I have a column due by 9 a.m. this morning, and I've also promised Anitra "Not Acting On Behalf Of Anybody In Particular" Freeman that by the same time I'd read a book-length manifesto on Nickelsville that she wrote with a committee. Not being inclined to do needless work, I shall now attempt to combine the two efforts into one glorious slack-off. I've talked about Nickelsville here before, but I've never spent an entire column on it. This is mainly due to the fact that it hasn't existed yet. I generally find that when I talk about that which is not, the results are even more obtuse than what you usually get when I talk about that which is.
But Nickelsville is poised to be, probably before the next column is out, so it has achieved a degree of concreteness analogous to that of The Melting of the Polar Icecaps and The Rise of the Oceans Due to Global Warming, or The Great Stock Market Crash of 2008 (both expected later today).
So what will Nickelsville be? It will be a Hooverville that is named after Greg Nickels, Seattle's mayor, rather than after Herbert Hoover, a former U.S. President. In the Great Depression Seattle had a Hooverville, a shantytown built by homeless people. A lot of people then thought that Herbert Hoover was responsible for a lot of the Greatness of the Great Depression. So they named the shantytowns after him, the need for them being perceived to be partly his fault.
Today, we don't just think Greg Nickels has a lot to do with how hard it is to survive homeless in Seattle, we know he does. We have listened to him talk a good talk about ending homelessness, while at the same time chasing homeless encampments all around the city and destroying survival gear wherever it's found. The message from Nickels is that we, the City of Seattle, will end homelessness in the abstract by 2014 (only not really, because the plan isn't to actually end homelessness, but ha ha, that's what we say about it, even though the plan itself says something entirely different, read the fine print), but concretely we will strip all the homeless who are forced outdoors for lack of adequate shelter, of their property, and leave them to the elements.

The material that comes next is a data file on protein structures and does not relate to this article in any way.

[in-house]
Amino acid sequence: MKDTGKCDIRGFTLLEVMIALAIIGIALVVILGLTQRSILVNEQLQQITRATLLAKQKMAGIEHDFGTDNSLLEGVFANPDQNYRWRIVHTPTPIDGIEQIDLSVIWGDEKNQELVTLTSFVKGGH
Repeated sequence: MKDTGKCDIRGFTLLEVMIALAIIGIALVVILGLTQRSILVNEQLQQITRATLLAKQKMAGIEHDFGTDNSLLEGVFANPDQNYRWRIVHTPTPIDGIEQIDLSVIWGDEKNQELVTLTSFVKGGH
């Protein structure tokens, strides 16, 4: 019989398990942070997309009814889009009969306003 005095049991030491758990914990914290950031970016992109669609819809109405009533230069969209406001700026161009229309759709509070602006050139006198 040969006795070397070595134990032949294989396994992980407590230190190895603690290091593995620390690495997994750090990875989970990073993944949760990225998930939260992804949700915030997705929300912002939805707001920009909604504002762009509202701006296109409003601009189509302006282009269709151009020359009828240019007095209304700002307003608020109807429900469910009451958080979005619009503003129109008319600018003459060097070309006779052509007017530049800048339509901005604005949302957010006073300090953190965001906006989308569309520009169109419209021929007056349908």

So as those homeless people who wish to live band together into a shantytown, there is no question whose fault it all is. Nickelsville will be Nickels' fault. Without Greg Nickels and the homeless encampment sweeps he instigated, Nickelsville wouldn't be about to happen. As bad as George Bush is, there would not be a Bushville at this time. Until maybe next week, depending on how many multibillion dollar financial greed factories file Chapter 11 this week.
As Anitra and Friends' manifesto ably and concisely points out, Nickelsville will cost the City of Seattle nothing. To be less concise: it will not take money out of the general fund. It will not be built by city workers paid by taxpayers. The residents will build and maintain it with assistance from private donors. The city will not be billed for the labor.
People are always saying, "Why don't homeless people ever do anything to help themselves?" Well, they do, everyday. They help themselves by barely surviving in spite of all the obstacles and all the persecution. It's understandable that people can't see that work of surviving, because it's scattered among thousands of personal stories.
Nickelsville should make matters more clear. "What are homeless people doing to help themselves?" Building Nickelsville, for one thing.
And if, as feared, the city tears Nickelsville down, that would help answer the follow-up question, "Why, if they are helping themselves, are they still homeless?"
The first step in getting out of homelessness is finding a way to maintain and survive every day. If that first step is continually tripped up by the police power of a mayor, then there can never be a second step.